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The Danger in Doing Nothing: The Threat in Rising Interest Rates

The real concern is inflation.

By Lonny S. Greenberg

Emotion and impatience are the average investor’s nemesis. And that makes a shifting market and ever changing political climate dangerous waters. As the U.S. and the rest of the world sat patiently in anticipation of the Federal Reserve’s March interest rate decision, investors were months into the effects of rising interest rates. The decision to raise rates did not surprise anyone, but now investors are left worrying about if there will be another rate raise this year (or how many), and the necessary investment strategy shifts in a new environment that is dangerously uncharted territory for most. While the Fed has only just embarked on this rate climb and pushed the markets into a new economic cycle, most average Americans, perhaps unknowingly, are already feeling the impact.

What is the real concern for investors? Surprisingly, it is not whether the Fed raises rates or not. The real concern for investors is inflation. The bond market was already seeing a sell-off, and therefore higher yields, merely in anticipation of Janet Yellen’s announcement. Yes, we will most likely see another interest rate raise out of the Fed this year — in fact, probably more than once — but what really drives both Janet Yellen and the bond market is inflation. Inflation data is published monthly and market participants have their eyes keenly focused on it. Anticipating that inflation is one of the primary goals of the Fed, so they raise rates. This then gets passed on to the consumer in the form of higher mortgage and other lending rates, which rise in mere anticipation of the Fed increase. Consumers with money in the bank are not necessarily protected in an inflation-driven environment. As such, investors should avoid the risk of variable-rate vehicles, rather seeking to add fixed-rate vehicles.

Interestingly, despite the knowledge that rates will continue to rise, many consumers are still being sold traditional, individual bonds — with maturities out past 2025 — by brokers or bankers who collect commissions, even as bond prices continue to drop. There are two primary causes for the investors continuing to lock up money in instruments that are returning meager amounts: a false sense of fear and a false sense of security that the interest rate environment of the past few decades will repeat itself. But buyer beware: this is not your mother’s or father’s bond market. For investors and investment professionals alike, this is a new market — something many haven’t seen in their careers or even lifetime — and it isn’t ending any time soon. Interest rates today are the lowest they have been in more than 30 years without a significant rise. We are left at a low with nowhere to go but up.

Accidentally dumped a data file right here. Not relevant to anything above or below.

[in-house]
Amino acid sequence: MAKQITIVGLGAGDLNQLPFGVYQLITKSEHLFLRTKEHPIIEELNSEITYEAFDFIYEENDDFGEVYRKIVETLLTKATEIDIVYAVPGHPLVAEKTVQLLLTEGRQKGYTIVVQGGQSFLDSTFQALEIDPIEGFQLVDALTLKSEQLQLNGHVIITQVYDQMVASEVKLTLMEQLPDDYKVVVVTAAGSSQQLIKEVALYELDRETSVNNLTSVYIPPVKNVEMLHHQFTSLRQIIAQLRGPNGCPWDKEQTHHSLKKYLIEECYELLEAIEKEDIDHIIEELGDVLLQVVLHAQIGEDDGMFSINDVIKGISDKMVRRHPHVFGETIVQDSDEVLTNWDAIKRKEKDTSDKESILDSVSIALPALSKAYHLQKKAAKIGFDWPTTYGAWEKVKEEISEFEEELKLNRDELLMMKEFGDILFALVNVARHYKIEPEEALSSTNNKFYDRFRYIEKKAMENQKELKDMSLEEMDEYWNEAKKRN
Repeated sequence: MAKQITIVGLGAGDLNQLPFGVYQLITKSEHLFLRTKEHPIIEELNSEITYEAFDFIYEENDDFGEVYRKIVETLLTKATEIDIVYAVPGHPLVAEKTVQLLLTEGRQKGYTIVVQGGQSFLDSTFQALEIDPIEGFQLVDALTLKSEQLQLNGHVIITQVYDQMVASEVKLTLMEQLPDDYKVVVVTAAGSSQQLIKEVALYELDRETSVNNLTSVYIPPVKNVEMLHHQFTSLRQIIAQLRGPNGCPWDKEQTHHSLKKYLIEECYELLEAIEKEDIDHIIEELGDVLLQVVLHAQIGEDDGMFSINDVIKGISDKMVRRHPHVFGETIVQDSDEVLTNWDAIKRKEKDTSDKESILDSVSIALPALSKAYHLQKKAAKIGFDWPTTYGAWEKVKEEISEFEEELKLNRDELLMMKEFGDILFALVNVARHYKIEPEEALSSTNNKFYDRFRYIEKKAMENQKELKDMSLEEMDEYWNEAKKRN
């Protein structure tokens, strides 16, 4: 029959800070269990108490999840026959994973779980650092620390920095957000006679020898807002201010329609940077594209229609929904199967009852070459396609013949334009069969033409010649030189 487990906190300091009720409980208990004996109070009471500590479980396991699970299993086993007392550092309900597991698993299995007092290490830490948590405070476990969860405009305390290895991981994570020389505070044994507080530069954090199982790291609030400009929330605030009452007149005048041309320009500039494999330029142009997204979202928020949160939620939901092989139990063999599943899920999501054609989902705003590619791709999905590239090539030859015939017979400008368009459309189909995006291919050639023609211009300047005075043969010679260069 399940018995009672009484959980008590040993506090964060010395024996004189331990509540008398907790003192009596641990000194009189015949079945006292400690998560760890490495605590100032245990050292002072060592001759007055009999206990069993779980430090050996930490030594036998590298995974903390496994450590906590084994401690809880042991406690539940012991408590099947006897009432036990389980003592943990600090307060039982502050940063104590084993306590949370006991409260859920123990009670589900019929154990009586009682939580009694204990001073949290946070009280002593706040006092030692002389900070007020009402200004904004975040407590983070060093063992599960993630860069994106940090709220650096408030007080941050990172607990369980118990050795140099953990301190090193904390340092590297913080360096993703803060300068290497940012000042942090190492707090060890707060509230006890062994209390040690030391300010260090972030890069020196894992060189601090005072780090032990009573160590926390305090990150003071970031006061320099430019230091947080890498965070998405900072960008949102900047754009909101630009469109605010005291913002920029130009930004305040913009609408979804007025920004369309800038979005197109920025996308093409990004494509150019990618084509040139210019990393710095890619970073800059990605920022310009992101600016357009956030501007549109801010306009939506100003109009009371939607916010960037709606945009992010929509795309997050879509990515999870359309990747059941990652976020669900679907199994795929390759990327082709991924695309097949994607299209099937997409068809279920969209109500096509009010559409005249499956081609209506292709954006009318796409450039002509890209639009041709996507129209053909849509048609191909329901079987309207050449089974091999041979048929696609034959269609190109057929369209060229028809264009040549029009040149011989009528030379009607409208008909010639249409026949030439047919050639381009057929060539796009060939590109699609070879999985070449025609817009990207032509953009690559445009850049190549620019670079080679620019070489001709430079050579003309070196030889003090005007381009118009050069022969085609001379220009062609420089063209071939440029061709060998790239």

That rock bottom interest rate environment presents a legitimate threat to purchasing power that many investors will be unaware of. My consistent advice to clients is to maintain a long-term focus and ignore the white noise, but that assumes thoughtful planning from the start. Consumers will find themselves in hot water if they stay with inferior investment products. Many believe it to be safe to ride out poorly constructed bond portfolios, thinking they’ll simply hold to maturity, collect income and leave unaffected. However, such portfolios were not created with a long-term, economic awareness, and owners could end up in a situation that leaves them locked into a 2.5 percent interest rate, while over time, savings accounts pay over 3 percent and inflation floats up around 5 percent. Now, they have lost purchasing power.

However, there are ways to avoid that and strategies we can use to capitalize on this market. To take advantage of rising interest rates and to build a successful long-term strategy, investors would be wise to expand their portfolios’ horizons. Right now, items like reinsurance, alternative lending, short-term high yield, floating-rate and private REITs are attractive for yield. In the near term, rates have actually come down despite the Fed raising interest rates. This emphasizes the need to keep your eyes focused on a plan. There will be misleading moments of uncertainty, with bond market yields dropping at times, but rising rates are undoubtedly the long-term trend. With this and a long-term focus in mind, investors have the opportunity to capitalize on a changing market sentiment.

The U.S. economy and bond market are entering a new era. The saturation of market-related and political news is distracting many from some important underlying issues in the economy. The shifting environment underscores the importance of pairing investors with trusted advisors. Hopefully, strong fiduciary-focused advisors are doing their part to help the masses avoid undercurrents many may be underestimating. It is wise to be thoughtful about investment decisions, be flexible and stay the course.

Lonny S. Greenberg is a Certified Financial Planner and is Senior Advisor with Singer Xenos Wealth Management in Miami.

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